The matte sides are colored grey, giving the fridge a uniform appearance. You may notice that the side view seems unusually narrow; that's because this fridge is designed to line up with the edge of shorter kitchen counters, giving the room a smooth, flush appearance.

Sides Photo

Olympus SZ-31MR iHS side views

Large fridges, even counter depth ones, tend to run up a hefty electric bill. Not so with the . Using a standard rate of $0.09 per kW-h, this fridge should only cost you about $27.15 per year to operate. Running the ice maker and water filter may raise that a bit, but either way, that number would be low for even smaller models.

In order to balance the potential discrepancies in energy consumption for fridges of different size, we look at how much energy is used per cubic foot of usable space. This counter depth fridge isn't terribly big, but even so, it only uses 0.07 kW-h per cubic foot. That's exceptional, definitely on the low end of energy use.

On one hand, our temperature sensors in the fridge interior didn't provide readings that matched the 37 degrees listed on the thermostat. On the other hand...they were actually lower! Temperatures from top to bottom in this particular model all stayed within one degree, with an average of 35.6 degrees throughout. Fluctuation over time was only a quarter of a degree in all sections, too. This is absolutely fantastic temperature consistency, some of the best we've seen. While we're not a fan of temperatures that don't match the settings, we certainly don't mind it doing a better job than we expected.

Fridge Temperature Image
Fridge Temperature Graph

The freezer did an excellent job, though not quite as thoroughly as the fridge compartment. Our sensors picked up average temperatures of just under one degree Fahrenheit, with the top of the freezer running slightly cooler than the bottom. Fluctuation over time stayed within about a third of a degree, which means that the risk of freezer burn in this compartment is satisfyingly low.

Freezer Temperature Image

Over the course of three days, the test materials that were placed in the 's vegetable drawer lost an average of 0.17 grams of moisture per hour. While not the absolute best we've ever seen, this is nevertheless an excellent—and perfectly acceptable—level of performance. Vegetables kept in here should stay fresh and crisp for slightly longer than average, though they will still go bad eventually.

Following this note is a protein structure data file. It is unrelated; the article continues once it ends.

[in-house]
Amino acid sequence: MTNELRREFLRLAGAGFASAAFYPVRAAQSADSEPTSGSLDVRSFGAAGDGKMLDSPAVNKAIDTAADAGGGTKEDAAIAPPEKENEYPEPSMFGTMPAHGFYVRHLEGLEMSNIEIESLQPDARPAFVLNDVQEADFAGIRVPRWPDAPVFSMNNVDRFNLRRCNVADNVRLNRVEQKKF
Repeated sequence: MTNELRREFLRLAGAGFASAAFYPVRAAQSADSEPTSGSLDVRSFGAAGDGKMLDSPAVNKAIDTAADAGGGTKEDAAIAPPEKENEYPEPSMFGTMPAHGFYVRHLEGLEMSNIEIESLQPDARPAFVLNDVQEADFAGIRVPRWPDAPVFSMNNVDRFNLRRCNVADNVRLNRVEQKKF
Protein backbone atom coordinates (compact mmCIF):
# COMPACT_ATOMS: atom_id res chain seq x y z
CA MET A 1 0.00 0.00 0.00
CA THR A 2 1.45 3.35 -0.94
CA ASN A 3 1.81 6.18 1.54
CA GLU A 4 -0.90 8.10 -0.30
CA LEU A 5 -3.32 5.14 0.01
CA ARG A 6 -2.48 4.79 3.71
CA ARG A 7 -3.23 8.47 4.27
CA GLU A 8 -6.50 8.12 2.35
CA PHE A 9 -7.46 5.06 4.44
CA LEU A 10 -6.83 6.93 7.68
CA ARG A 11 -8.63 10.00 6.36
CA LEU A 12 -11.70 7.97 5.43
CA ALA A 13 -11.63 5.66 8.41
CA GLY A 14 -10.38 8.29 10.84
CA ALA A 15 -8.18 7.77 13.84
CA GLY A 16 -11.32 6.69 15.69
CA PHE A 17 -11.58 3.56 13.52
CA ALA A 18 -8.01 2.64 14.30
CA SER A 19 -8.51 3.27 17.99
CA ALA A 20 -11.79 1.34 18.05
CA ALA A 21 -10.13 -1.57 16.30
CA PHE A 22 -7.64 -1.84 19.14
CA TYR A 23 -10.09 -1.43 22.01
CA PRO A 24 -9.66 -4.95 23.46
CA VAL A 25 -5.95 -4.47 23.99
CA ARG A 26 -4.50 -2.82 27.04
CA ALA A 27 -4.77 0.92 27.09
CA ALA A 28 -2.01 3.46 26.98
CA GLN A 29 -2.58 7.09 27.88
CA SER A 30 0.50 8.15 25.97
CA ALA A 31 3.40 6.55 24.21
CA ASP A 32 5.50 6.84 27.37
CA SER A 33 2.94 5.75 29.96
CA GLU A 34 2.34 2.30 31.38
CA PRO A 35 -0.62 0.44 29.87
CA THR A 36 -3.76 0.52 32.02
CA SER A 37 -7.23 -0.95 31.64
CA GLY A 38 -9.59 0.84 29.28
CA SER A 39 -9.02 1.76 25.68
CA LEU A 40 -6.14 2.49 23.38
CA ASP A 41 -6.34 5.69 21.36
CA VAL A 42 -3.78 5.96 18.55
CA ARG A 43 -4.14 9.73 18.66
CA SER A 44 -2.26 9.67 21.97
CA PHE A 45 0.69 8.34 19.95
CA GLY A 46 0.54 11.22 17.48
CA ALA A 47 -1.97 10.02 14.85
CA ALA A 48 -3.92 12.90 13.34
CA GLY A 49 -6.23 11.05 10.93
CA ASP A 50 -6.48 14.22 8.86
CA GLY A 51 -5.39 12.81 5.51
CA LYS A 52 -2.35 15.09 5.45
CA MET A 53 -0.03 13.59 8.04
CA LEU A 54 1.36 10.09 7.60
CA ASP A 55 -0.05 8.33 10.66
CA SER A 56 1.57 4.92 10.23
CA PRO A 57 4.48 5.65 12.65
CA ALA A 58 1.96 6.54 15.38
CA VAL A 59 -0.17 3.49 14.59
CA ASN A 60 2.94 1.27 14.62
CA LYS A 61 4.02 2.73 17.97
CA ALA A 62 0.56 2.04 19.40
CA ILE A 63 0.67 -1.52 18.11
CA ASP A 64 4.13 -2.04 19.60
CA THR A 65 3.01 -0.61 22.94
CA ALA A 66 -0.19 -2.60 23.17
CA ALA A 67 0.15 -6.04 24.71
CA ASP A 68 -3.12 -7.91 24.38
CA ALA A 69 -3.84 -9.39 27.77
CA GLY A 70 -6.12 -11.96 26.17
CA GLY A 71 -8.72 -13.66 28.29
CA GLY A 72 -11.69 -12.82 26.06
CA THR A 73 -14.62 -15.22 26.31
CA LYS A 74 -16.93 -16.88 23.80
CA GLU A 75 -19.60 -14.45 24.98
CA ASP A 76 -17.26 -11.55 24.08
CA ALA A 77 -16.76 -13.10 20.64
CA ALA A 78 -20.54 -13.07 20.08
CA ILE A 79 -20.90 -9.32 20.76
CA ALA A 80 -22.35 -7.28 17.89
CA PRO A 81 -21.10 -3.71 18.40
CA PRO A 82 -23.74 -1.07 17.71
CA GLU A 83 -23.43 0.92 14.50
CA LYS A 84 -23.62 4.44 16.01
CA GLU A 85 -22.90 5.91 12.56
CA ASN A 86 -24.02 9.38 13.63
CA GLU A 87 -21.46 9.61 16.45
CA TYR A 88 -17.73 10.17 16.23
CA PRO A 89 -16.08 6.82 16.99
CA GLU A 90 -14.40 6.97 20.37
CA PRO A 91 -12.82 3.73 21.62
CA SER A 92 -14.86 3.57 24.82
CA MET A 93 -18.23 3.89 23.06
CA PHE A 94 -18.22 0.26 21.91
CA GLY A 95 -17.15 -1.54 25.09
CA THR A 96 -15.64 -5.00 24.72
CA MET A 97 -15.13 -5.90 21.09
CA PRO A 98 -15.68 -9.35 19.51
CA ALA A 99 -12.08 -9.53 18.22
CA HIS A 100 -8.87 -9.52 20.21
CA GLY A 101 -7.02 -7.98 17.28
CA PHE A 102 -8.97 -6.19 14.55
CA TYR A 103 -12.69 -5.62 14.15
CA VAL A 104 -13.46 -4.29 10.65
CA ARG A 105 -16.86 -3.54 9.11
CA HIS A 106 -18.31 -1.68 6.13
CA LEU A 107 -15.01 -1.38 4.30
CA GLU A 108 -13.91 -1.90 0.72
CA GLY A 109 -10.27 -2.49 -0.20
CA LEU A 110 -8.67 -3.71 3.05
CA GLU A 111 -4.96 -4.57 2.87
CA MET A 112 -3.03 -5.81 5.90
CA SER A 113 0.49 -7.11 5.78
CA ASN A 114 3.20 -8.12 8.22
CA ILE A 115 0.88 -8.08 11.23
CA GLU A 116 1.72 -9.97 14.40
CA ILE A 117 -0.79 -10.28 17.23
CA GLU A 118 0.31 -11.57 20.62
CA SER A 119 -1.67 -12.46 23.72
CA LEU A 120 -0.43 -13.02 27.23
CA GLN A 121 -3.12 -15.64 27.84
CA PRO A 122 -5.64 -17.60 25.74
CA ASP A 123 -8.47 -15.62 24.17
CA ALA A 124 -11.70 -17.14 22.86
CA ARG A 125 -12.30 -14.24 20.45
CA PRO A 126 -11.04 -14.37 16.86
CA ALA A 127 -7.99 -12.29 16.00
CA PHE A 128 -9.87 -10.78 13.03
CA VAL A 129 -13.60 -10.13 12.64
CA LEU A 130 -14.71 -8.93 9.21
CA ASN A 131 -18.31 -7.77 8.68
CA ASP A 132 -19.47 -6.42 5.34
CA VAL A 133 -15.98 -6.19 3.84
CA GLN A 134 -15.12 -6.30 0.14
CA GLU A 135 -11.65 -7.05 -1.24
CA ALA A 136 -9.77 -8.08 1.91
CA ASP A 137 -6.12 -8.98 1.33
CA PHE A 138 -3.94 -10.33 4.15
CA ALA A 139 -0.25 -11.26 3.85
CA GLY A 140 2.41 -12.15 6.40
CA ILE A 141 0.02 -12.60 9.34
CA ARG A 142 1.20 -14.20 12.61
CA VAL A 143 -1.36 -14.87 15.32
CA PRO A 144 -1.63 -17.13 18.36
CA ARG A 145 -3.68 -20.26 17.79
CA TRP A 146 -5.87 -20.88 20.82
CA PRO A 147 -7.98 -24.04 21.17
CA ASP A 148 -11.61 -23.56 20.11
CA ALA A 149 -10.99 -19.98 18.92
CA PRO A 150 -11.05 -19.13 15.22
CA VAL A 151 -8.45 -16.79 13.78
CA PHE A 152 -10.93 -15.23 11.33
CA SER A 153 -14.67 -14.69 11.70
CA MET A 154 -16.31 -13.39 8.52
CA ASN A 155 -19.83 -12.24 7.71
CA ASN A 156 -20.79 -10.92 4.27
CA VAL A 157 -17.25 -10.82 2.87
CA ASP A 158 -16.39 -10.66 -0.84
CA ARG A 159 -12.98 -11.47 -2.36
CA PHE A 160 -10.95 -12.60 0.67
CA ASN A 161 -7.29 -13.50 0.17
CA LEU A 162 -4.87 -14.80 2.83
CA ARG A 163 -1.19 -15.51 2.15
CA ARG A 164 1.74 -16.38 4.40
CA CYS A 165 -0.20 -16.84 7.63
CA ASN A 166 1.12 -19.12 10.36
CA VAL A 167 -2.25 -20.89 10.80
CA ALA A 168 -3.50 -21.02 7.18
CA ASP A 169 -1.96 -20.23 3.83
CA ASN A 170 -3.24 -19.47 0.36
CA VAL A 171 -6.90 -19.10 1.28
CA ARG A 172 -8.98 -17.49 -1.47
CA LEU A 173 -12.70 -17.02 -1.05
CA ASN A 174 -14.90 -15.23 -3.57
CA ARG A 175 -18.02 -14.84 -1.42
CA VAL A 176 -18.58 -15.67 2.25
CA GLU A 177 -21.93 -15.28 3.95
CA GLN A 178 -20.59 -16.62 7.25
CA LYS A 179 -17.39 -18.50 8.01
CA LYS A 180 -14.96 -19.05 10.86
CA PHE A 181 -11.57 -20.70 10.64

Vegetable Drawer Photo
Vegetable Drawer Controls Photo

To simulate a power outage (something appliance manufacturers may want to do more of given the crazy weather over the past few months), we simply unplug the fridge after all other tests have been completed. After 36 hours, temperature sensors indicated that the freezer's internal temperature had increased to just 28 degrees. Everything was still thoroughly frozen, though we have to mention the small caveat that we never opened the freezer door during this time.

Power Loss Graph

Perhaps the most average test result exhibited by the , it took one hour and 36 minutes for our room-temperature test materials to freeze. This isn't great, but it's certainly not bad, either. If fantastic freezing times are just over an hour, and some of the worst take a little over two, this model falls smack dab in the middle.

Freezing Graph

Four half-width shelves, a full-width shelf, two crisper drawers, and a full-width drawer at the bottom provide a variety of storage areas for your groceries. The catch with the , however, is that it's a counter-depth fridge. Counter-depths, by their very nature, are shallower than their full-sized counterparts. Taking into account the not-insignificant amount space taken up by things such as the light fixture and the water filter, we determined that the 's fridge cavity can hold a total of 8.99 cubic feet worth of items. It's not bad for a counter-depth, but still can't hold up against the larger models on the market.

Refrigerator Storage Graph

Three fairly shallow bucket shelves provide additional storage on the left-hand door.

Refrigerator Door 1 Storage Graph

The dairy bin and two other shelves on the right-hand door also contribute. The storage space found on both doors is included in the aforementioned total.

Refrigerator Door 2 Storage Graph

The shallow, short freezer compartment looks small...and, unfortunately, looks are not deceiving in this case. The top drawer and bottom section, each divided into a left and right portion, total a meager 2.7 cubic feet of usable space. A large portion is taken up by the ice maker and its wire switch. You might as well use it, since you're going to lose a good chunk of space to it either way.

Freezer Storage Graph
Freezer Door Storage Graph

Below are the manufacturers own figures for capacity, and our own measurements for usable capacity. The manufacturers figures do not take account of the shelves, drawers and other removable features, but our measurements do account for the space these take up.